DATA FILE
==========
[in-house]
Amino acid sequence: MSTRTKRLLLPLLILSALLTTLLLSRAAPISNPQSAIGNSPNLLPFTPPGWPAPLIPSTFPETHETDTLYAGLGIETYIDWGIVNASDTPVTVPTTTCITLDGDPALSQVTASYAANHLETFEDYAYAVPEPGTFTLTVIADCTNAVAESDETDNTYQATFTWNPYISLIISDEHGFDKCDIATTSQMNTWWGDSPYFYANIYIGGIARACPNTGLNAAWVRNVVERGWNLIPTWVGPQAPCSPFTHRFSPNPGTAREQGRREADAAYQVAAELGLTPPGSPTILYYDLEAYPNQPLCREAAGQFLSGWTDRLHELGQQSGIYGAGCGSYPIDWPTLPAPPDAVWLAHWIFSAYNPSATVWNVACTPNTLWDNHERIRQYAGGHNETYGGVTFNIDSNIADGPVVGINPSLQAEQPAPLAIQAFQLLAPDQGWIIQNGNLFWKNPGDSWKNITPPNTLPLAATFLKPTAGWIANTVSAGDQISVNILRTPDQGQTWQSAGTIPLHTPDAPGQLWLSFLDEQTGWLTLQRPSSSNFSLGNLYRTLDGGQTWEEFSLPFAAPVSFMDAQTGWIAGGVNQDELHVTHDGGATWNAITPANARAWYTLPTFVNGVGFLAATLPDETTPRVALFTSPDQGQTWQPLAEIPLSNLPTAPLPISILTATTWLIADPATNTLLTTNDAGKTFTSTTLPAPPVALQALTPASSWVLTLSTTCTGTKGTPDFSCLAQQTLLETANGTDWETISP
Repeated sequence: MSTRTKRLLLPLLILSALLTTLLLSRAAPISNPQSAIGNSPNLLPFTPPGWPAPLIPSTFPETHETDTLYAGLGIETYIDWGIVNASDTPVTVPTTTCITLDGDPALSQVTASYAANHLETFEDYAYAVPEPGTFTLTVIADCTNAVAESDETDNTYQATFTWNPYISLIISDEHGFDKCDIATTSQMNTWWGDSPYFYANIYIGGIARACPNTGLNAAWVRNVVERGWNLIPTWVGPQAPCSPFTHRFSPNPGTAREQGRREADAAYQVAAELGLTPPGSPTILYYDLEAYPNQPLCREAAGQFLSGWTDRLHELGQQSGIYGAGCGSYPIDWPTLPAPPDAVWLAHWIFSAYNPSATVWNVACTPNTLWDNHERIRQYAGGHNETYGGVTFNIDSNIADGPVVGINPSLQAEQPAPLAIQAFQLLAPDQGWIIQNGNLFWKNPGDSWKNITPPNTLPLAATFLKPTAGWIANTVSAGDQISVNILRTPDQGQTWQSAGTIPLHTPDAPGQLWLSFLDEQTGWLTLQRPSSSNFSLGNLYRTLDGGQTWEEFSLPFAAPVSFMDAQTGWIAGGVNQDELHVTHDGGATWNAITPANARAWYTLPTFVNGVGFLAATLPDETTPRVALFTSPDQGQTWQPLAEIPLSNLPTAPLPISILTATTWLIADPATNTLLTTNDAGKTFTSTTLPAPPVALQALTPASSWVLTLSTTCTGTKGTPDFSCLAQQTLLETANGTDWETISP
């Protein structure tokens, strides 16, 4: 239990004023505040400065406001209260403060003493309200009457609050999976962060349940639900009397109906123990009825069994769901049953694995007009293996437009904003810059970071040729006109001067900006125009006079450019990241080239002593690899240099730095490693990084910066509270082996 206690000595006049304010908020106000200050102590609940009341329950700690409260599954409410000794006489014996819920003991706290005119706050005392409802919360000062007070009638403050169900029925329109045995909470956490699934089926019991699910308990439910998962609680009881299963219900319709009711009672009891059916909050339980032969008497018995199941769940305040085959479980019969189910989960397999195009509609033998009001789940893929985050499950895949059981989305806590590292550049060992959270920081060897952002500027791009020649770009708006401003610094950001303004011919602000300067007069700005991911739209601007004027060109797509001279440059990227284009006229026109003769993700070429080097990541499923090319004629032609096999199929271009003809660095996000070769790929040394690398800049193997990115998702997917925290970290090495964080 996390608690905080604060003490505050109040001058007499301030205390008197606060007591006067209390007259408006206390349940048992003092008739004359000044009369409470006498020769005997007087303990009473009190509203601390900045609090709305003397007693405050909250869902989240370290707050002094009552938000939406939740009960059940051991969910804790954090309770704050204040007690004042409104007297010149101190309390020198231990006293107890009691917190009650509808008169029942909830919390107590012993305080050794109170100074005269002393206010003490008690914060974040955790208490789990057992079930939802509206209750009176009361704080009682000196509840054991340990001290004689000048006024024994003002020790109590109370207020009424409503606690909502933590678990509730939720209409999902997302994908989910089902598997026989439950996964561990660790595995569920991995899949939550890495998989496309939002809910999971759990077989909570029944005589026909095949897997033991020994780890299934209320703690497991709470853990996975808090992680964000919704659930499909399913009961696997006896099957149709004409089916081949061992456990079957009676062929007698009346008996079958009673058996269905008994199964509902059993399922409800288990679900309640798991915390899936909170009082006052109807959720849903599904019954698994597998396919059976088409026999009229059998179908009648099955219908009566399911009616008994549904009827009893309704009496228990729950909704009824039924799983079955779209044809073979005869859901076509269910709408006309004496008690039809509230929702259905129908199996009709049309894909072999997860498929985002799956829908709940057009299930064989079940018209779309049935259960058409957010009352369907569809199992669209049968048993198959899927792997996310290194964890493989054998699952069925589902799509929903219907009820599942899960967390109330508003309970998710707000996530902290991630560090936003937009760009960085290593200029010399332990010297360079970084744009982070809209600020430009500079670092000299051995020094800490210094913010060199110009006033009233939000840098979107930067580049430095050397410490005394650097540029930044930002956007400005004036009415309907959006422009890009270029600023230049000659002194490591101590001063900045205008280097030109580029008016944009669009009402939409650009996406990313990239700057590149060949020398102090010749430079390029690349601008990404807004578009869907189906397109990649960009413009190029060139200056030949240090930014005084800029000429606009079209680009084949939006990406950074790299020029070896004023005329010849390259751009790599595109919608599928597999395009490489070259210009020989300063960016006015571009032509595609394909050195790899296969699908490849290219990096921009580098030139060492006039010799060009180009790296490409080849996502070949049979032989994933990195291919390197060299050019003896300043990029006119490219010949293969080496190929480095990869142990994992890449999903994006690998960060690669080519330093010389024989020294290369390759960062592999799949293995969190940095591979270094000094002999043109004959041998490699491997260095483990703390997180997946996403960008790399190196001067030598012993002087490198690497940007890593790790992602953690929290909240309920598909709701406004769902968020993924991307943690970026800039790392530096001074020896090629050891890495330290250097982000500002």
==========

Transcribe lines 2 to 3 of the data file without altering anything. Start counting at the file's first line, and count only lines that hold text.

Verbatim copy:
Amino acid sequence: MSTRTKRLLLPLLILSALLTTLLLSRAAPISNPQSAIGNSPNLLPFTPPGWPAPLIPSTFPETHETDTLYAGLGIETYIDWGIVNASDTPVTVPTTTCITLDGDPALSQVTASYAANHLETFEDYAYAVPEPGTFTLTVIADCTNAVAESDETDNTYQATFTWNPYISLIISDEHGFDKCDIATTSQMNTWWGDSPYFYANIYIGGIARACPNTGLNAAWVRNVVERGWNLIPTWVGPQAPCSPFTHRFSPNPGTAREQGRREADAAYQVAAELGLTPPGSPTILYYDLEAYPNQPLCREAAGQFLSGWTDRLHELGQQSGIYGAGCGSYPIDWPTLPAPPDAVWLAHWIFSAYNPSATVWNVACTPNTLWDNHERIRQYAGGHNETYGGVTFNIDSNIADGPVVGINPSLQAEQPAPLAIQAFQLLAPDQGWIIQNGNLFWKNPGDSWKNITPPNTLPLAATFLKPTAGWIANTVSAGDQISVNILRTPDQGQTWQSAGTIPLHTPDAPGQLWLSFLDEQTGWLTLQRPSSSNFSLGNLYRTLDGGQTWEEFSLPFAAPVSFMDAQTGWIAGGVNQDELHVTHDGGATWNAITPANARAWYTLPTFVNGVGFLAATLPDETTPRVALFTSPDQGQTWQPLAEIPLSNLPTAPLPISILTATTWLIADPATNTLLTTNDAGKTFTSTTLPAPPVALQALTPASSWVLTLSTTCTGTKGTPDFSCLAQQTLLETANGTDWETISP
Repeated sequence: MSTRTKRLLLPLLILSALLTTLLLSRAAPISNPQSAIGNSPNLLPFTPPGWPAPLIPSTFPETHETDTLYAGLGIETYIDWGIVNASDTPVTVPTTTCITLDGDPALSQVTASYAANHLETFEDYAYAVPEPGTFTLTVIADCTNAVAESDETDNTYQATFTWNPYISLIISDEHGFDKCDIATTSQMNTWWGDSPYFYANIYIGGIARACPNTGLNAAWVRNVVERGWNLIPTWVGPQAPCSPFTHRFSPNPGTAREQGRREADAAYQVAAELGLTPPGSPTILYYDLEAYPNQPLCREAAGQFLSGWTDRLHELGQQSGIYGAGCGSYPIDWPTLPAPPDAVWLAHWIFSAYNPSATVWNVACTPNTLWDNHERIRQYAGGHNETYGGVTFNIDSNIADGPVVGINPSLQAEQPAPLAIQAFQLLAPDQGWIIQNGNLFWKNPGDSWKNITPPNTLPLAATFLKPTAGWIANTVSAGDQISVNILRTPDQGQTWQSAGTIPLHTPDAPGQLWLSFLDEQTGWLTLQRPSSSNFSLGNLYRTLDGGQTWEEFSLPFAAPVSFMDAQTGWIAGGVNQDELHVTHDGGATWNAITPANARAWYTLPTFVNGVGFLAATLPDETTPRVALFTSPDQGQTWQPLAEIPLSNLPTAPLPISILTATTWLIADPATNTLLTTNDAGKTFTSTTLPAPPVALQALTPASSWVLTLSTTCTGTKGTPDFSCLAQQTLLETANGTDWETISP